Jan. 13, 2005

First They Came For The Terrorists...

First They Came For The Terrorists...: "First They Came For The Terrorists... by Thom Hartmann

The Gonzales confirmation is not just about the torture memos. It's much bigger than that.

If Bush continues to roll back human and civil rights - and the installation of Alberto Gonzalez as America's chief law enforcement officer is very much a part of his campaign to do so - we may be facing a 'Pastor Niem�ller moment' sooner than most of us could have imagined.

Tuesday, January 10, 2005, is the third anniversary of the opening of America's first concentration camp since Japanese Americans were shamefully interred during WWII. Since the first Guantanamo camp was opened, the Bush administration has built additional concentration camps - the latest known as Camp Five - in Cuba, and is asking Congress for $29 million to build concentration Camp Six.

These concentration camps detain uncharged, untried, unconvicted individuals, who may be held for the rest of their lives because, as the UK's Guardian newspaper noted on January 5th of this year, the Bush administration 'lacks proof' that they are either criminals or POWs.

This is one of the more visible parts of a much larger campaign the Bush administration has embarked on to reverse not only 229 years of the American rule of law regarding the rights of average citizens, but nearly eight centuries of human rights that go back to an epic moment in 1215 on a meadow by the River Thames.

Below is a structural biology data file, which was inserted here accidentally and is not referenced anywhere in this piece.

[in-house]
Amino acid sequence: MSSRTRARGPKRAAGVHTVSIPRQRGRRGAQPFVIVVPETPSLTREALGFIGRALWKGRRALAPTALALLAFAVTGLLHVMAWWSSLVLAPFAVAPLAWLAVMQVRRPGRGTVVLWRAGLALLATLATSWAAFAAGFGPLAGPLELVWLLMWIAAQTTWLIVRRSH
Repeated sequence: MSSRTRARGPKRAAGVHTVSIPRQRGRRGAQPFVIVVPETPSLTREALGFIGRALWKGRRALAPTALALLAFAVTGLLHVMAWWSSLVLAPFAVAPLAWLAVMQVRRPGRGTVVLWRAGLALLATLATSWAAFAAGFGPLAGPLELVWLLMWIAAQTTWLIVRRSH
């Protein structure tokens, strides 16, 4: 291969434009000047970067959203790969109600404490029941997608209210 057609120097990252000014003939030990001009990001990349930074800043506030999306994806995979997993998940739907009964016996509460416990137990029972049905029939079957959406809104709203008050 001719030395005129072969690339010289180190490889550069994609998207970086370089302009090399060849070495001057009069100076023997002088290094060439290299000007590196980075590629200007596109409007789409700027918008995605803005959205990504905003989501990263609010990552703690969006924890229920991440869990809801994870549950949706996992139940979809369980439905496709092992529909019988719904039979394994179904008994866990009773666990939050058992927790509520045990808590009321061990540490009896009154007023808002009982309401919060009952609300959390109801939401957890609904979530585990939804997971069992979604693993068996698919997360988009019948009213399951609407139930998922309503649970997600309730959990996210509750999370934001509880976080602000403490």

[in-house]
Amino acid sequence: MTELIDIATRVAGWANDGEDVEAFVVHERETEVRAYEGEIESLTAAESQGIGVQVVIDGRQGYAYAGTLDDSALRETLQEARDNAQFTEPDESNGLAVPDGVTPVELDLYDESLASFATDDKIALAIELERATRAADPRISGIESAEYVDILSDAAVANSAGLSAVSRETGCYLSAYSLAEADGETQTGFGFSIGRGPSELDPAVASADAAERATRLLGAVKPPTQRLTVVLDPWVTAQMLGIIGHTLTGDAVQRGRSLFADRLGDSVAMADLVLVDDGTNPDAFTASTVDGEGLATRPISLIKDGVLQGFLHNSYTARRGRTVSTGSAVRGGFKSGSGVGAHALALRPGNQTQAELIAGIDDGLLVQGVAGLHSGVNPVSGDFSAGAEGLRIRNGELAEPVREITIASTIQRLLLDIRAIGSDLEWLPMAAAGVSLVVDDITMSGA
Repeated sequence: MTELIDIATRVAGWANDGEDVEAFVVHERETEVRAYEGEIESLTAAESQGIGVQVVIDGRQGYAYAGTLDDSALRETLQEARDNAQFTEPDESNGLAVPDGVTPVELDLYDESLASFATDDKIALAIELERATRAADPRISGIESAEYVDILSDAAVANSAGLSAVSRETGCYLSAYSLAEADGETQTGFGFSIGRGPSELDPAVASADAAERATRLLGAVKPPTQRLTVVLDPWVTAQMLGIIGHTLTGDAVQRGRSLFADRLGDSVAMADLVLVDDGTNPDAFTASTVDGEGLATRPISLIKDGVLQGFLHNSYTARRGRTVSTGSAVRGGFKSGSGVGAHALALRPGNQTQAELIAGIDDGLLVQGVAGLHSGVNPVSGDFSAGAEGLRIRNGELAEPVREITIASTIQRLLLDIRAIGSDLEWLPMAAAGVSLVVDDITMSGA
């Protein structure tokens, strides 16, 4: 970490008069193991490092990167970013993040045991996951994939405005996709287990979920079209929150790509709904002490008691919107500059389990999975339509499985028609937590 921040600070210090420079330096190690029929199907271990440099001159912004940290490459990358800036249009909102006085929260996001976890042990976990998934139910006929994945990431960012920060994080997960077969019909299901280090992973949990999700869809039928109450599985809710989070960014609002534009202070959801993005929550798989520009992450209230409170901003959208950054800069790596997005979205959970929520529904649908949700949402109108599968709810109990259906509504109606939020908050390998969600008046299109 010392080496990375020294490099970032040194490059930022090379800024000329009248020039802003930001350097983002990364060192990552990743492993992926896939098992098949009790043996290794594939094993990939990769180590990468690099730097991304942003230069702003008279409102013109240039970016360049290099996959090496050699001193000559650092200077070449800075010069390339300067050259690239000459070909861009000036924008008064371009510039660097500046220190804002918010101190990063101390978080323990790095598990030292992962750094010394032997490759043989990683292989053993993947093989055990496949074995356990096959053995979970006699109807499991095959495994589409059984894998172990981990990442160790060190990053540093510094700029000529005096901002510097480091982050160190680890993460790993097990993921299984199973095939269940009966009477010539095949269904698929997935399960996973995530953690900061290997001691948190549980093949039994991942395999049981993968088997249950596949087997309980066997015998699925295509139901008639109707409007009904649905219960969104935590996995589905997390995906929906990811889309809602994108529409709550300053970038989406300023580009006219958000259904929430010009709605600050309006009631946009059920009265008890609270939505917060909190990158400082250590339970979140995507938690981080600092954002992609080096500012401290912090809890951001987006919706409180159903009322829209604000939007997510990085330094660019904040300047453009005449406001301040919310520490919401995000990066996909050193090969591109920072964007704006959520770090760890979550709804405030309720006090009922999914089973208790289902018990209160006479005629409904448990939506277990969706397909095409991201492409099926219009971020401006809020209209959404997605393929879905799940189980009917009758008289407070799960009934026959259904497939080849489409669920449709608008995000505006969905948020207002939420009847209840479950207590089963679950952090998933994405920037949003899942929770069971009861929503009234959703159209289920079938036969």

The modern institution of civil and human rights, and particularly the writ of habeas corpus, began in June of 1215 when King John was forced by the feudal lords to sign the Magna Carta at Runnymede. Although that document mostly protected 'freemen' - what were then known as feudal lords or barons, and today known as CEOs and millionaires - rather than the average person, it initiated a series of events that echo to this day.

Two of the most critical parts of the Magna Carta were articles 38 and 39, which established the founation for what is now known as "habeas corpus" laws (literally, "produce the body" from the Latin - meaning, broadly, "let this person go free"), as well as the Fourth through Eighth Amendments of our Constitution and hundreds of other federal and state due process provisions.

Articles 38 and 39 of the Magna Carta said:

"38 In future no official shall place a man on trial upon his own unsupported statement, without producing credible witnesses to the truth of it.

"39 No free man shall be seized or imprisoned, or stripped of his rights or possessions, or outlawed or exiled, or deprived of his standing in any other way, nor will we proceed with force against him, or send others to do so, except by the lawful judgment of his equals or by the law of the land."

This was radical stuff, and over the next four hundred years average people increasingly wanted for themselves these same protections from the abuse of the power of government or great wealth. But from 1215 to 1628, outside of the privileges enjoyed by the feudal lords, the average person could be arrested and imprisoned at the whim of the king with no recourse to the courts.

Then, in 1627, King Charles I overstepped, and the people snapped."

continued......

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